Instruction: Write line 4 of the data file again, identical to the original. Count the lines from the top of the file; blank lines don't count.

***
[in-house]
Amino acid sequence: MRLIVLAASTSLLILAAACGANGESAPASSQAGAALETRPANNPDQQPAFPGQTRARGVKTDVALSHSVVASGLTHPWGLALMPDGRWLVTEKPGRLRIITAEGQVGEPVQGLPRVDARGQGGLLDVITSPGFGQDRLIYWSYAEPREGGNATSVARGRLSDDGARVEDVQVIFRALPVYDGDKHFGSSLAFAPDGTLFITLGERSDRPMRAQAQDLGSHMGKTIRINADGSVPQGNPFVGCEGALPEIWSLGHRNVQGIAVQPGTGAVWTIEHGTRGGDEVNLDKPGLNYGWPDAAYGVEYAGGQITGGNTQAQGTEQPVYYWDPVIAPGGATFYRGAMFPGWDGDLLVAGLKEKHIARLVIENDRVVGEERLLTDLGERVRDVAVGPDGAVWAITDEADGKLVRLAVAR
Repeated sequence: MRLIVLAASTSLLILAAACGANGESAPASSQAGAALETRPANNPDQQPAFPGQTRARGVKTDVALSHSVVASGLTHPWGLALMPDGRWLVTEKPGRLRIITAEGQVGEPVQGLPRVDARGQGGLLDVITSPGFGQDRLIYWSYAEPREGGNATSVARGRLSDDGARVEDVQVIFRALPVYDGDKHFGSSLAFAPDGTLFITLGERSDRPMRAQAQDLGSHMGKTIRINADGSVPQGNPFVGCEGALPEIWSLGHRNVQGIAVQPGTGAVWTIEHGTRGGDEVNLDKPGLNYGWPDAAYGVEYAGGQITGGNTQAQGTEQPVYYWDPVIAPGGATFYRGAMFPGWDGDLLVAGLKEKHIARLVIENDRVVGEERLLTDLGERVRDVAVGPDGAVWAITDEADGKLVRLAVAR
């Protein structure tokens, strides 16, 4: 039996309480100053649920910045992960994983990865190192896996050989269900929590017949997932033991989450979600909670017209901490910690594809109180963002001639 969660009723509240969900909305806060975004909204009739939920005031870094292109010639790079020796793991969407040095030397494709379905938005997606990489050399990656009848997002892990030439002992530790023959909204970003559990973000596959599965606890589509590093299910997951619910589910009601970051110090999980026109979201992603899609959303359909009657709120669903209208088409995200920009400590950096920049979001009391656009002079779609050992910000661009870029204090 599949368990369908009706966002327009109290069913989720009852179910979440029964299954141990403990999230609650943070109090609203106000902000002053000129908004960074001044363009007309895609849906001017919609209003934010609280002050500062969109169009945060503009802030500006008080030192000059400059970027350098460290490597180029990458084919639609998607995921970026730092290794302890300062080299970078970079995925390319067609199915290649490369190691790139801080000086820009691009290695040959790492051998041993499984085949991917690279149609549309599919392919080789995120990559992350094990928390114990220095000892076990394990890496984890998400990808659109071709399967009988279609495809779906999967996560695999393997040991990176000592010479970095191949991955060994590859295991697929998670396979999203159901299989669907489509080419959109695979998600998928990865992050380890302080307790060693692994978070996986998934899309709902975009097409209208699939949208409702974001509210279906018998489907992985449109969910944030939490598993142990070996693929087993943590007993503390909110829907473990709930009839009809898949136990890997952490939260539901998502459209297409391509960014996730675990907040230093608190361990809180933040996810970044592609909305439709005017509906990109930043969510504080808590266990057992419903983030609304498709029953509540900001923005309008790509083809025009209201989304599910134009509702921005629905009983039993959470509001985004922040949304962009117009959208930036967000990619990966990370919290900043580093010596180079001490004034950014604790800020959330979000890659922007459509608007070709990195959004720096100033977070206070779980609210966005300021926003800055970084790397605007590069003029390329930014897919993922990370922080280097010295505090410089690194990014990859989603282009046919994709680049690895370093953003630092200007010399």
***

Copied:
């Protein structure tokens, strides 16, 4: 039996309480100053649920910045992960994983990865190192896996050989269900929590017949997932033991989450979600909670017209901490910690594809109180963002001639 969660009723509240969900909305806060975004909204009739939920005031870094292109010639790079020796793991969407040095030397494709379905938005997606990489050399990656009848997002892990030439002992530790023959909204970003559990973000596959599965606890589509590093299910997951619910589910009601970051110090999980026109979201992603899609959303359909009657709120669903209208088409995200920009400590950096920049979001009391656009002079779609050992910000661009870029204090 599949368990369908009706966002327009109290069913989720009852179910979440029964299954141990403990999230609650943070109090609203106000902000002053000129908004960074001044363009007309895609849906001017919609209003934010609280002050500062969109169009945060503009802030500006008080030192000059400059970027350098460290490597180029990458084919639609998607995921970026730092290794302890300062080299970078970079995925390319067609199915290649490369190691790139801080000086820009691009290695040959790492051998041993499984085949991917690279149609549309599919392919080789995120990559992350094990928390114990220095000892076990394990890496984890998400990808659109071709399967009988279609495809779906999967996560695999393997040991990176000592010479970095191949991955060994590859295991697929998670396979999203159901299989669907489509080419959109695979998600998928990865992050380890302080307790060693692994978070996986998934899309709902975009097409209208699939949208409702974001509210279906018998489907992985449109969910944030939490598993142990070996693929087993943590007993503390909110829907473990709930009839009809898949136990890997952490939260539901998502459209297409391509960014996730675990907040230093608190361990809180933040996810970044592609909305439709005017509906990109930043969510504080808590266990057992419903983030609304498709029953509540900001923005309008790509083809025009209201989304599910134009509702921005629905009983039993959470509001985004922040949304962009117009959208930036967000990619990966990370919290900043580093010596180079001490004034950014604790800020959330979000890659922007459509608007070709990195959004720096100033977070206070779980609210966005300021926003800055970084790397605007590069003029390329930014897919993922990370922080280097010295505090410089690194990014990859989603282009046919994709680049690895370093953003630092200007010399």